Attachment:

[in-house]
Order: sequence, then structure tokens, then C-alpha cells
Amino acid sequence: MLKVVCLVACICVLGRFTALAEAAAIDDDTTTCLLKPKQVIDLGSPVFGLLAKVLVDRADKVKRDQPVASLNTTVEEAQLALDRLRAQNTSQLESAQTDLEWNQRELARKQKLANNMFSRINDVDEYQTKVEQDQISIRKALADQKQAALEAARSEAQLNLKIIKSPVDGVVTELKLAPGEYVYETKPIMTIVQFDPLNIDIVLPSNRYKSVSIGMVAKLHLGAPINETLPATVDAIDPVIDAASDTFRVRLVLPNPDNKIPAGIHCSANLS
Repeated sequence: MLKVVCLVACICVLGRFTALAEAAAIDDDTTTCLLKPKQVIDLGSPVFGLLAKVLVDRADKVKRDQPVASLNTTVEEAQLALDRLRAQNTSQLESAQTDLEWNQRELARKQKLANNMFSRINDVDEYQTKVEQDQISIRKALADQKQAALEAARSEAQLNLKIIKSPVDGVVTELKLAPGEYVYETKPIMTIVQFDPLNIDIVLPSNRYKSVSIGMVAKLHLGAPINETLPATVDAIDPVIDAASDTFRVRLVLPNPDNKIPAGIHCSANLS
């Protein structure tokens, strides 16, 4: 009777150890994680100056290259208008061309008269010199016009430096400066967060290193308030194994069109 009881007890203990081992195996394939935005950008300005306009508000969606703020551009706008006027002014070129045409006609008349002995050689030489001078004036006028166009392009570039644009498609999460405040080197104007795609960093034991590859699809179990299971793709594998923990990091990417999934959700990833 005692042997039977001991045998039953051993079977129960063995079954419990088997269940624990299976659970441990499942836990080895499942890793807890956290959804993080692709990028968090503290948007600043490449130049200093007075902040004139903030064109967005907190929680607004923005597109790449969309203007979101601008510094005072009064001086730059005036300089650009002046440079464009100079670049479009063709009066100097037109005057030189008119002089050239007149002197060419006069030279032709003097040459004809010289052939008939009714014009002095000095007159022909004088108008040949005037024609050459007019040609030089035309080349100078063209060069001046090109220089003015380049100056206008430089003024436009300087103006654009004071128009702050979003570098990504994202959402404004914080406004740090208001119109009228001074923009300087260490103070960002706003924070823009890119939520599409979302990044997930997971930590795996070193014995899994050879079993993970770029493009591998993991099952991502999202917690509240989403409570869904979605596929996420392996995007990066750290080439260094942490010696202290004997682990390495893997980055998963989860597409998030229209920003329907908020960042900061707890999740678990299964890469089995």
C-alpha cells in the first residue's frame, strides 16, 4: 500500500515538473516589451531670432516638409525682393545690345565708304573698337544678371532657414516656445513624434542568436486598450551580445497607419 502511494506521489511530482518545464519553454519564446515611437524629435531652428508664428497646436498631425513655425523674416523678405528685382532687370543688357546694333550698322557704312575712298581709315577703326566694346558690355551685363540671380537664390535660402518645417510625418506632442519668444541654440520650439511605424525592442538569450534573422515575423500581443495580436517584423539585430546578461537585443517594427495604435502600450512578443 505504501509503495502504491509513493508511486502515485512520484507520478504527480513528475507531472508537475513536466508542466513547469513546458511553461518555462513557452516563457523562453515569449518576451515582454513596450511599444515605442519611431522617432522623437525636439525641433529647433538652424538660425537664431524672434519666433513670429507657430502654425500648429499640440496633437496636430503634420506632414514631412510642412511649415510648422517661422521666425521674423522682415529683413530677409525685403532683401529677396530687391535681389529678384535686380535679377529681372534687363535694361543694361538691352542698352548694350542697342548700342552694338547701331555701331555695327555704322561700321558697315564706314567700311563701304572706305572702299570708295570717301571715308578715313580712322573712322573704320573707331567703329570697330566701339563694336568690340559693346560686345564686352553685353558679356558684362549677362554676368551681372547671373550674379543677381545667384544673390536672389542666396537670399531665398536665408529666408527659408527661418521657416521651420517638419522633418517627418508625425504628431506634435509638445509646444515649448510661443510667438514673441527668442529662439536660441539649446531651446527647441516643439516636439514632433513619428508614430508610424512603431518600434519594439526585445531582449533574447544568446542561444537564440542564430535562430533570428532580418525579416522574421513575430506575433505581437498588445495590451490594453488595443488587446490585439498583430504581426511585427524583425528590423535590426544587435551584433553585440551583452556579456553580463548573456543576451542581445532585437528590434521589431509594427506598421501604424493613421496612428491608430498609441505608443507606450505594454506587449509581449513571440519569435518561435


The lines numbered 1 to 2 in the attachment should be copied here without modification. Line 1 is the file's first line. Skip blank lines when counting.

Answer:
[in-house]
Order: sequence, then structure tokens, then C-alpha cells